Thursday, March 25, 2010

Week 22, days 3 and 4

Wednesday: Math. Because my inlaws are out of town, I didn't go to Arabic Bible study, but did school with the kids in the morning. P and E started learning a new hymn ("Up From the Grave He Arose"), so we reviewed that and "Holy, Holy, Holy", our memory verse for the week (1 John 1:9, which both kids struggled with), and catechism question; we updated the calendar, P read her reader and did her math 5-a-day review sheet, and E traced the plastic-plate shapes from his "school" last week. I then introduced subtraction with multiple-digit numbers without regrouping. I think the only real challenge for P will be noticing whether there's a plus or a minus sign on the problem - she grasped the concept easily, but when I wrote the first problem on the board, she treated it like an addition problem. I then wrote 2 almost identical problems - the only difference being the sign (62+31 vs. 62-31) - and asked P the difference between the two. She saw the difference quickly. I hauled out the dimes and pennies - 6 dimes and 2 pennies, and asked her to remove 3 dimes and a penny. We worked another problem with coin manipulatives, and then one without, and she did great. I've put a multiple-digit subtraction problem on her Friday 5-a-day, so we'll see how she does with that. We looked again at the "Primary Grade Challenge Math" problem in which a girl is given 2 options for increasing her allowance - either an extra $4/week per year, or doubling the amount per week each year, starting with $2. I graphed it on graph paper, explaining each step, and the kids both watched attentively. I don't really expect them to grasp it in full at this stage, but it introduces the concept of graphing. I then took out the Think-It-Through tiles for P and the pegboard with rubber bands for E, and they played with those for a while. When we put away the pegboard, I set up "axes" of pegs. There are 25 (actually 24, since we lost one) in 5 colours and 5 shapes in each colour. So I set up a row of red shapes, with a circle at the end, and put the circles of all the other colours in the same column. I then showed them how to place each remaining peg by finding the correct row for the colour and column for the shape. By the end of putting them away, they were doing it by themselves.

In the afternoon, we went to a homeschool group that I just found, which I really enjoyed. It was their annual "project day", when kids brought in various projects they'd been working on. These ranged from memorized poems, to origami, to a fractal triangle poster made by a girl who didn't look much older than P, to a pair of boys, ages 10 and 15, who had participated in a LEGO robotics competition and brought their robots to demonstrate. This was really amazing and reminded me a lot of the ME72 competition at Caltech. If any of my kids is interested in robotics in a few years' time, this looks like such an amazing thing to do. The people in the group were friendly and easy to talk to, and P and E got along with the other kids once they warmed up, so I think we may end up sacrificing one Wednesday a month to be able to go to their monthly meetings.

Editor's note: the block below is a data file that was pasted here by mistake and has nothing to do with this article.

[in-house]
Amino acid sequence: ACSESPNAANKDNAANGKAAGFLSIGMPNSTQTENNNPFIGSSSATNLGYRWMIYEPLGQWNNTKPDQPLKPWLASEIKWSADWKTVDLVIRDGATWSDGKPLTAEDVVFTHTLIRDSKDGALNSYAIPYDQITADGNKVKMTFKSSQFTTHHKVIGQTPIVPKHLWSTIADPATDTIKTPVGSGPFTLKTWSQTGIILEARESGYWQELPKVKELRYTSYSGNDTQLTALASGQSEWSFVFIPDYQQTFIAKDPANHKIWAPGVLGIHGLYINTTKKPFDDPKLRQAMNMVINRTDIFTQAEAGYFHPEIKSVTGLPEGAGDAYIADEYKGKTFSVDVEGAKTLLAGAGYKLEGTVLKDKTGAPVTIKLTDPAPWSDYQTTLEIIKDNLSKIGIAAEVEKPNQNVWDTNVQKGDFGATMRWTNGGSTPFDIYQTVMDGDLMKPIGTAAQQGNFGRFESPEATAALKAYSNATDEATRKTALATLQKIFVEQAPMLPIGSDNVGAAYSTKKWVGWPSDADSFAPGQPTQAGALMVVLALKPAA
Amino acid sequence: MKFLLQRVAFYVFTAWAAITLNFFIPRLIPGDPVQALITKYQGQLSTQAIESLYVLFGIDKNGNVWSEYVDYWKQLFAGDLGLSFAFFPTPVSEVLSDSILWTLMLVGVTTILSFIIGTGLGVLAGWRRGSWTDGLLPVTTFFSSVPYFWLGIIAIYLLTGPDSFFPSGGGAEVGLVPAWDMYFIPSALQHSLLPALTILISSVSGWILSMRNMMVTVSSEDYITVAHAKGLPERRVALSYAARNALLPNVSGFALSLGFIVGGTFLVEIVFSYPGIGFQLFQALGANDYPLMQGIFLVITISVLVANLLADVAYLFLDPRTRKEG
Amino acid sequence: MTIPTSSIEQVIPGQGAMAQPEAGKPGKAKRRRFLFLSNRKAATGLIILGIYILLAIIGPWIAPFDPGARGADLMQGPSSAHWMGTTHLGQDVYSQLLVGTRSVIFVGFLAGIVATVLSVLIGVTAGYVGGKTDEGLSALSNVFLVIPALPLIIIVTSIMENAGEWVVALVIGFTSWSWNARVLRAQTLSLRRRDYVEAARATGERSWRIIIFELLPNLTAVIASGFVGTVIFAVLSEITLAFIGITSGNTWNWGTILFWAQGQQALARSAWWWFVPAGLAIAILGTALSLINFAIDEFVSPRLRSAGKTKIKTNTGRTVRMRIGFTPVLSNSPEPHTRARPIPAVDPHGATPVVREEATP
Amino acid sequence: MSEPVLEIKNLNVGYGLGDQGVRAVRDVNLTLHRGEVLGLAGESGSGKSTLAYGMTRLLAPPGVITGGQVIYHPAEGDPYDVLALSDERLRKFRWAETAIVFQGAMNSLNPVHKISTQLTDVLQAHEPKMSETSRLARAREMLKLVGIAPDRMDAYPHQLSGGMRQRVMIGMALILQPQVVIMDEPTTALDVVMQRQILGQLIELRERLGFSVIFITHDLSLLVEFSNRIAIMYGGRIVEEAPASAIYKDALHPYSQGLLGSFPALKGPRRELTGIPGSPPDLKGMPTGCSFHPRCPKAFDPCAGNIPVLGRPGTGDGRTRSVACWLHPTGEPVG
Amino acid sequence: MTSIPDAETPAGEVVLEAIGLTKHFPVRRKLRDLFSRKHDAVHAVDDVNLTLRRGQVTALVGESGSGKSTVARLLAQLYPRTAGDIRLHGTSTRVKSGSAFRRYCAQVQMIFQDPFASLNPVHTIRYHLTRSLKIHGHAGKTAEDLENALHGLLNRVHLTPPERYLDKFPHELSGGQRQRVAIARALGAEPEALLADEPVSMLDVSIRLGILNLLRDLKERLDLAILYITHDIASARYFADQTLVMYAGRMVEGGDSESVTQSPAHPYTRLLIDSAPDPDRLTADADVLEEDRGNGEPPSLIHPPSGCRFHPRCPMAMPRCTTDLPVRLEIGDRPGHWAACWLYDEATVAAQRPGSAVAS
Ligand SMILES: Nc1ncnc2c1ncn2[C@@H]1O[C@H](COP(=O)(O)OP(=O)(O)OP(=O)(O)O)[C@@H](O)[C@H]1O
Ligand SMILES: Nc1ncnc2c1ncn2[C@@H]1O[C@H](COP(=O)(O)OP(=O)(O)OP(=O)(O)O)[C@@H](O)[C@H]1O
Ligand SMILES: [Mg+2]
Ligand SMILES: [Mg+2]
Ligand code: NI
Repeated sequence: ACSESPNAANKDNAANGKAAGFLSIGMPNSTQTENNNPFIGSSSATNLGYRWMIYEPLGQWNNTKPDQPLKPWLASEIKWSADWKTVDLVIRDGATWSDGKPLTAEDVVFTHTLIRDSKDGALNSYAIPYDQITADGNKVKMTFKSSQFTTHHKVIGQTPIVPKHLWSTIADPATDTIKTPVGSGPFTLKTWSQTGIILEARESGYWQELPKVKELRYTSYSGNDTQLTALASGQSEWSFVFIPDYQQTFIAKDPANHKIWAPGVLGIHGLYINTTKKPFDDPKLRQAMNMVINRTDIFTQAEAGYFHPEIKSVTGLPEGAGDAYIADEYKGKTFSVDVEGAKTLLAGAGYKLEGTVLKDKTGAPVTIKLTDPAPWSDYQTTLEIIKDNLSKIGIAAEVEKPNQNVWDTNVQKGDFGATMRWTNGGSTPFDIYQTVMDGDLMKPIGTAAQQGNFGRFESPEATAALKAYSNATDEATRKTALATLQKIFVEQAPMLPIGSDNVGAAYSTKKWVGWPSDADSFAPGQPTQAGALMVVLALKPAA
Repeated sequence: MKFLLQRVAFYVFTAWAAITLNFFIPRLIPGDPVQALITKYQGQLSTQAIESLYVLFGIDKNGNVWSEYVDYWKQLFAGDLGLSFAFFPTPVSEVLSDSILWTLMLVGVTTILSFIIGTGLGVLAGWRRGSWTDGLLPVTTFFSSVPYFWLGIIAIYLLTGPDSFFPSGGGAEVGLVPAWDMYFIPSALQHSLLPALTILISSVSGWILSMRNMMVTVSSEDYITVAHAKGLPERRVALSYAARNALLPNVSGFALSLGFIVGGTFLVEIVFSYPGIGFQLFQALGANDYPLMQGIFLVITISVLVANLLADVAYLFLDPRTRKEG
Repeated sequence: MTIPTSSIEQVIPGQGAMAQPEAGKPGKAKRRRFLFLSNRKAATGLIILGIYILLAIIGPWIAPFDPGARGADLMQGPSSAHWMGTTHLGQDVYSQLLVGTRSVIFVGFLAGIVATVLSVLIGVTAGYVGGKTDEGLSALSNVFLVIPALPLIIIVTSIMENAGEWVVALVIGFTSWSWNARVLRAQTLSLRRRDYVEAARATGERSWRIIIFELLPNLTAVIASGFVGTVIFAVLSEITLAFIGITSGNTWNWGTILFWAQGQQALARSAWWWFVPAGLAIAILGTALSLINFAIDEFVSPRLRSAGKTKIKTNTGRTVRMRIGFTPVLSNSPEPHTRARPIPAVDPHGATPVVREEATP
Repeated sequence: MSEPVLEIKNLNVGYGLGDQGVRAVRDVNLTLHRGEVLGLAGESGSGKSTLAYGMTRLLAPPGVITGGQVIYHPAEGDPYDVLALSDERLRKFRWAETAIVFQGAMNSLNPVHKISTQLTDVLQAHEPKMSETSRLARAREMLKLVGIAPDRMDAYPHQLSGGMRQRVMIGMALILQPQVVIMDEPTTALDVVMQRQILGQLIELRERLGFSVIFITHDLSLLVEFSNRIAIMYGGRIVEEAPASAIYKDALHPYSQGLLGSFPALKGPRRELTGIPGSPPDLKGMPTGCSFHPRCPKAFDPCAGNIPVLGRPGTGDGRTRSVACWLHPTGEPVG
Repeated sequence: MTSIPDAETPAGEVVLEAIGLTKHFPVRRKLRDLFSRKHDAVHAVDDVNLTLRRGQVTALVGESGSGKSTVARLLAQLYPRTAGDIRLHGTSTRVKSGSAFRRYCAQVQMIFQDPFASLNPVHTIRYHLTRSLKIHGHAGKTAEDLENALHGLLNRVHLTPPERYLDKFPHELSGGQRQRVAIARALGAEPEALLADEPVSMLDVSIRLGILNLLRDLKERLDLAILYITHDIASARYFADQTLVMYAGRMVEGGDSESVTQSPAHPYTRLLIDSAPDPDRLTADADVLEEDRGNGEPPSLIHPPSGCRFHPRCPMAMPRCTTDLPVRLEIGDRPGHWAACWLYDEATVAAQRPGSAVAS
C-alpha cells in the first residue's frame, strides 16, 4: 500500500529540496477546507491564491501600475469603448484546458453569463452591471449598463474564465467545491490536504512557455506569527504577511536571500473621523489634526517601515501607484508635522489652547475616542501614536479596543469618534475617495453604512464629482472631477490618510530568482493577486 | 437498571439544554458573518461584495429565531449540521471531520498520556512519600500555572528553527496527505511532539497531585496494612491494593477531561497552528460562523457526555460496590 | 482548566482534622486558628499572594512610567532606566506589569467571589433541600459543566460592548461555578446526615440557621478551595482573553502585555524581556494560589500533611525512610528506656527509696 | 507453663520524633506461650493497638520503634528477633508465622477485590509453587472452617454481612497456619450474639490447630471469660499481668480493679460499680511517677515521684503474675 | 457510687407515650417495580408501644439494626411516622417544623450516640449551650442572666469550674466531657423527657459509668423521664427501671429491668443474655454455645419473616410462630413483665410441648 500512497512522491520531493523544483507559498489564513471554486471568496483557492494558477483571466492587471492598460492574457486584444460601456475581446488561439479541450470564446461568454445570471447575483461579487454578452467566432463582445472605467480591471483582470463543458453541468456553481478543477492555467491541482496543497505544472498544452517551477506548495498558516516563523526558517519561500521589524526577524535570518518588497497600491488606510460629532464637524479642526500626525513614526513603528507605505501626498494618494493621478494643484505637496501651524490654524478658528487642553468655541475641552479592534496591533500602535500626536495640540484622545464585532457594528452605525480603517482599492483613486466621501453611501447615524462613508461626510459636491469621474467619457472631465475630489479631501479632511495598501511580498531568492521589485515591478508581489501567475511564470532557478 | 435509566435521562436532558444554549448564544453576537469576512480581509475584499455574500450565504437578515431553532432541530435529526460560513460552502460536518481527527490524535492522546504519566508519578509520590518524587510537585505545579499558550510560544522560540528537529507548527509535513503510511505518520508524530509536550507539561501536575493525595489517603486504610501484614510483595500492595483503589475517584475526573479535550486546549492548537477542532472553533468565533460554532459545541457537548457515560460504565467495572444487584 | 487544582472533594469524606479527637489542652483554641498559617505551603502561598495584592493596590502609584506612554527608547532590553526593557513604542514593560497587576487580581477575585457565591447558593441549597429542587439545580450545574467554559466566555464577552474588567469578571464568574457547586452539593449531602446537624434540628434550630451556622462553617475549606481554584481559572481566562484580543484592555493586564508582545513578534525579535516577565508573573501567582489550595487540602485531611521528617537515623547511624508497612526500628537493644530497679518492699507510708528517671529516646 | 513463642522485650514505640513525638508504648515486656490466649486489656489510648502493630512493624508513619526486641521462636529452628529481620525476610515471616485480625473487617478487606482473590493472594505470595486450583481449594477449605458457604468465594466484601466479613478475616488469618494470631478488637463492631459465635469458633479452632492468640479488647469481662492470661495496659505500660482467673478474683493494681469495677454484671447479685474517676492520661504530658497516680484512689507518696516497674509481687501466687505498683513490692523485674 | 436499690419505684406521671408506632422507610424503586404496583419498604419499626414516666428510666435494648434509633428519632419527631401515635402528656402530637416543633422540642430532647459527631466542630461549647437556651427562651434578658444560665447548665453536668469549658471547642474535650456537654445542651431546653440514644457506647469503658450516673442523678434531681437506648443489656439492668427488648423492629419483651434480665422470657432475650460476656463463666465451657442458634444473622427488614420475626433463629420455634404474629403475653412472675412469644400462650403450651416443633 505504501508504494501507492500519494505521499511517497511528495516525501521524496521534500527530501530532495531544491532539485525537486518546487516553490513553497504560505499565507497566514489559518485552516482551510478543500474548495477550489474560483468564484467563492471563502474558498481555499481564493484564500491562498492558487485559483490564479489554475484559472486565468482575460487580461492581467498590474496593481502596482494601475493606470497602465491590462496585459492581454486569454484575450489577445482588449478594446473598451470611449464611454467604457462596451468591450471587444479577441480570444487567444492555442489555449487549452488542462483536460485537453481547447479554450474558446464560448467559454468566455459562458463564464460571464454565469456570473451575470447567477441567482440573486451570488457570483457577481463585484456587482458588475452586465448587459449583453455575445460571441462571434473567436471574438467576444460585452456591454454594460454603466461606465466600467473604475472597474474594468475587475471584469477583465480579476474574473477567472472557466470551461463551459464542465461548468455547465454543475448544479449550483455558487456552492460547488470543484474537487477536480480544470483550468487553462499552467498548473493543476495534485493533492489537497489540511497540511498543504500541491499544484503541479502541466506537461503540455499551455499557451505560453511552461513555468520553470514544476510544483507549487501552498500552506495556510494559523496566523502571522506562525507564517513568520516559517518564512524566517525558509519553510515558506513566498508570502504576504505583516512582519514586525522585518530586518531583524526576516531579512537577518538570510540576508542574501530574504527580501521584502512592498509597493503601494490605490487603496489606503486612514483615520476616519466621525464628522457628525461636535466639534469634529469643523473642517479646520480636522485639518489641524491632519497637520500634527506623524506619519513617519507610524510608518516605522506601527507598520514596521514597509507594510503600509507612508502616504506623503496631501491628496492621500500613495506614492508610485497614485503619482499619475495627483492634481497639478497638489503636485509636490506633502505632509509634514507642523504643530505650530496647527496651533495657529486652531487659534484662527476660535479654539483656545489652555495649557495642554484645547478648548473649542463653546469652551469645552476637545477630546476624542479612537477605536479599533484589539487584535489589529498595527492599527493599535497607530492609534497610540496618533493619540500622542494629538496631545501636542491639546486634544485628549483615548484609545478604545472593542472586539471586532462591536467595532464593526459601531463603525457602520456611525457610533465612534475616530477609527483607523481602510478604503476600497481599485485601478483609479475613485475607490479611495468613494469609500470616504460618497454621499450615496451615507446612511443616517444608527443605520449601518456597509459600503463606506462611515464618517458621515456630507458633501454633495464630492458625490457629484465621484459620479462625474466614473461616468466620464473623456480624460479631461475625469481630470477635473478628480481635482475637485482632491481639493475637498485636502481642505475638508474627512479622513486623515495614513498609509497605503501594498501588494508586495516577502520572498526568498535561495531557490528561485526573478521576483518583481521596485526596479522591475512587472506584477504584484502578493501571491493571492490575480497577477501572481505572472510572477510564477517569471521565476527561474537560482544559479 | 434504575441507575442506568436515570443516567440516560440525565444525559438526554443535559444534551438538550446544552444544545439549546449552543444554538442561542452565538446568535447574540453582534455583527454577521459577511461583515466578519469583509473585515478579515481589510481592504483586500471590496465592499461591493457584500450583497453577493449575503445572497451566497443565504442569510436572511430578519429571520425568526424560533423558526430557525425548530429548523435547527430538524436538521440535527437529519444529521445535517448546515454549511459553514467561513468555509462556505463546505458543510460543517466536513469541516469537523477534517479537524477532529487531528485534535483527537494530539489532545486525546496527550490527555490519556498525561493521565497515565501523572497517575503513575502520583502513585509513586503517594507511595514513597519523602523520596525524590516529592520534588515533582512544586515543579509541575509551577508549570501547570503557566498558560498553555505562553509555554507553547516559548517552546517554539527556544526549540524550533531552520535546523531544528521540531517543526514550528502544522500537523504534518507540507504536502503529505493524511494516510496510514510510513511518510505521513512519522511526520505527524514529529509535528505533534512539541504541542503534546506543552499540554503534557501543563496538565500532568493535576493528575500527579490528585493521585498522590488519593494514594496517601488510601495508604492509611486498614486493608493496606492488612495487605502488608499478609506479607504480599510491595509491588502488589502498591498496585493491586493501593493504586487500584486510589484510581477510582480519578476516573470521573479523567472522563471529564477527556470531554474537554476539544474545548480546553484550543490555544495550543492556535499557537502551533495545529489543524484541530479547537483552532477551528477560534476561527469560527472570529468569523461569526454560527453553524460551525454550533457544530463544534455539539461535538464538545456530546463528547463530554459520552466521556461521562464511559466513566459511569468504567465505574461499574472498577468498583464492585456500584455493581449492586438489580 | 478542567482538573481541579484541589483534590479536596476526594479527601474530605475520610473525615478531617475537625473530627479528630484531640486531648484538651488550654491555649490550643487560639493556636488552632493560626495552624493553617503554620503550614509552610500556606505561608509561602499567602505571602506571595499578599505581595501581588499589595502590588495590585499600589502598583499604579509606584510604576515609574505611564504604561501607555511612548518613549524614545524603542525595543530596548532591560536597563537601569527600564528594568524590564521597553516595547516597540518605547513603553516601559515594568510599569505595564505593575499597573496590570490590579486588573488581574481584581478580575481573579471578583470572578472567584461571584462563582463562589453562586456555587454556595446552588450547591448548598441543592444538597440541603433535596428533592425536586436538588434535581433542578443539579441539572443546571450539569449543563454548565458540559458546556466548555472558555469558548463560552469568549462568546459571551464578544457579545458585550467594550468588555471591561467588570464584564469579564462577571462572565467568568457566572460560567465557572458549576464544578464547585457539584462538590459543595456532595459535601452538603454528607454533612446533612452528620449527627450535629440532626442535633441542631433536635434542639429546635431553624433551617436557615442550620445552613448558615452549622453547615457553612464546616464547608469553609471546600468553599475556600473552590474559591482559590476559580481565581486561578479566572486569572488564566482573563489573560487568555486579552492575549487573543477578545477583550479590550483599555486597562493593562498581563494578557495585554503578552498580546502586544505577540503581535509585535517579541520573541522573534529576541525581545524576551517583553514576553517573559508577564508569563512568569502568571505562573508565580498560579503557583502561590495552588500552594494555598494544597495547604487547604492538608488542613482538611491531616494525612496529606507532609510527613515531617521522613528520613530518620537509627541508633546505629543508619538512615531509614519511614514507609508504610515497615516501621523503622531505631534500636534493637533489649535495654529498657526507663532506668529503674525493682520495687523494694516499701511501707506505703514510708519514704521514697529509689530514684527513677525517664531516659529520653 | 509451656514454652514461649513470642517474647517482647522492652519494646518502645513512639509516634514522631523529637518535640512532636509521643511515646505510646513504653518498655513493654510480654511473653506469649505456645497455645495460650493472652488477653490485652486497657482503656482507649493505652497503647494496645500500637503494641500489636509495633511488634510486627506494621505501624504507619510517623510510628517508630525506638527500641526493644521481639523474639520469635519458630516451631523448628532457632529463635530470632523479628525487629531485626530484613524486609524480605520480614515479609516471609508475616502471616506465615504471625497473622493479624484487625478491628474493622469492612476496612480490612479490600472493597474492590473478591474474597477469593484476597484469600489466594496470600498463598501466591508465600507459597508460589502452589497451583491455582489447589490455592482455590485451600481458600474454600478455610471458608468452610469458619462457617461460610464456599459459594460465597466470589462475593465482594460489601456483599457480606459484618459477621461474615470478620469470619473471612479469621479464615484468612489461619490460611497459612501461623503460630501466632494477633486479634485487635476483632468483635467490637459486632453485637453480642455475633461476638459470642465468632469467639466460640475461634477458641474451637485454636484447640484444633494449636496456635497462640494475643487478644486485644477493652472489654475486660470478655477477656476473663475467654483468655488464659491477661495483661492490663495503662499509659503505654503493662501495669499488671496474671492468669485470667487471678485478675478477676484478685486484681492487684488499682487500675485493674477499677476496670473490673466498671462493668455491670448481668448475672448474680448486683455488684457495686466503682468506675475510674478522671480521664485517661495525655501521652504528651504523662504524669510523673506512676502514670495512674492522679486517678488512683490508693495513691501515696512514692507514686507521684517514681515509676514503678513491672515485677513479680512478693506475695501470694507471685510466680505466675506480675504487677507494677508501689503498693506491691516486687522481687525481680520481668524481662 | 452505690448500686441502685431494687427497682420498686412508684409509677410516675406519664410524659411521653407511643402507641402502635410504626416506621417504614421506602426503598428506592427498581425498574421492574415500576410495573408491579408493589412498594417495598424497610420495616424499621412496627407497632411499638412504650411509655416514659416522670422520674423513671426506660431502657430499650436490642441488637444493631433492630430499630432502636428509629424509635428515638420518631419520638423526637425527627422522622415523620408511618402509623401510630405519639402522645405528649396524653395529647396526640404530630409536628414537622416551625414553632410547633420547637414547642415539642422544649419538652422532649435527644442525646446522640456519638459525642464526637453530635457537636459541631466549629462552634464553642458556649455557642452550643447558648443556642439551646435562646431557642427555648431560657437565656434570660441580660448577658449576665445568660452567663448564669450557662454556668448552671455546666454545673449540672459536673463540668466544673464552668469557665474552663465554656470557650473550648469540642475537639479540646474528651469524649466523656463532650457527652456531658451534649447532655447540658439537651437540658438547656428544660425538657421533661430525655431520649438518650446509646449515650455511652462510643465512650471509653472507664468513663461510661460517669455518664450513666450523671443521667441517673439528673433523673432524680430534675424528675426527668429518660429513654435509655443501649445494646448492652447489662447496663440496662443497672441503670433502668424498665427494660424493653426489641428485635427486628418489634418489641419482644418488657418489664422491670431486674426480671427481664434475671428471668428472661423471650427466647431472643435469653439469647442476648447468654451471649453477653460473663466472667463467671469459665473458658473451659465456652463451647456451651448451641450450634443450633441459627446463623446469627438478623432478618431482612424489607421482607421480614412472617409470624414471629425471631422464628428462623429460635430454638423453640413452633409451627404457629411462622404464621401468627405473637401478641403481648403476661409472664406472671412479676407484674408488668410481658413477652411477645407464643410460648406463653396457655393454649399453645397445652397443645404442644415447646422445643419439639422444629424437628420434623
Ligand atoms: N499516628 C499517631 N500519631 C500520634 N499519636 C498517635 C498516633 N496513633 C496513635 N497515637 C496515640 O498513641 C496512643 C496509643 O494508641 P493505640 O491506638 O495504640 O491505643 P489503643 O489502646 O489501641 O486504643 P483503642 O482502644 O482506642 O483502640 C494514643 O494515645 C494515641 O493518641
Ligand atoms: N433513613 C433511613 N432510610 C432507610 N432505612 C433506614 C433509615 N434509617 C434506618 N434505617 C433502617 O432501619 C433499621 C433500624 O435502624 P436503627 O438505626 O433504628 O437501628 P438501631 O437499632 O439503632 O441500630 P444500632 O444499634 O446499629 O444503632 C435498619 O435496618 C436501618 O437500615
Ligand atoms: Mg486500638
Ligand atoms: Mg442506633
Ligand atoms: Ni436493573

Thursday: Bible and Music. Today in CBS the kids made "kazoos" decorated with green handprints to look like palm branches, and learned about Jesus' triumphal entry into Jerusalem. We read the story of Palm Sunday in 101 Favorite Stories from the Bible, and went on to read about the Lord's Supper as well. I didn't introduce a new verse, because they were still struggling with the last one, but I did introduce the next catechism question. When I told P it was time for her piano lesson, she asked if we could do it upstairs in her room. "Sure, P. Why don't you just carry the piano upstairs?" Silly question, silly answer. However, she grasped the relationship between quarter notes and half notes instantly (it takes 2 quarters to make a half), which was fun. I like how this program teaches the kids to count out quarter ("play and") and half ("play and hold it") notes - it makes way, WAY more sense than the Bastien method which has kids say "quarter" in just one beat and "half note" in two beats (seriously - who takes twice as long to say "half note" as "quarter"?). The whole note will be "play and hold it even longer", and I imagine that the eighth note will just be "play" - this is a sensible way to attach words to the rhythms. P had fun drawing a quarter note over each of the notes in the "songs" she wrote last lesson, and practicing playing those songs saying "play and" with each note. Later in the afternoon, I found her on the stairs with E, teaching him to write the numbers from 1 to 20 by writing each one on a piece of paper and having him write it next to her sample. He did pretty well, too. Gee, I'll be out of a job before I know it!

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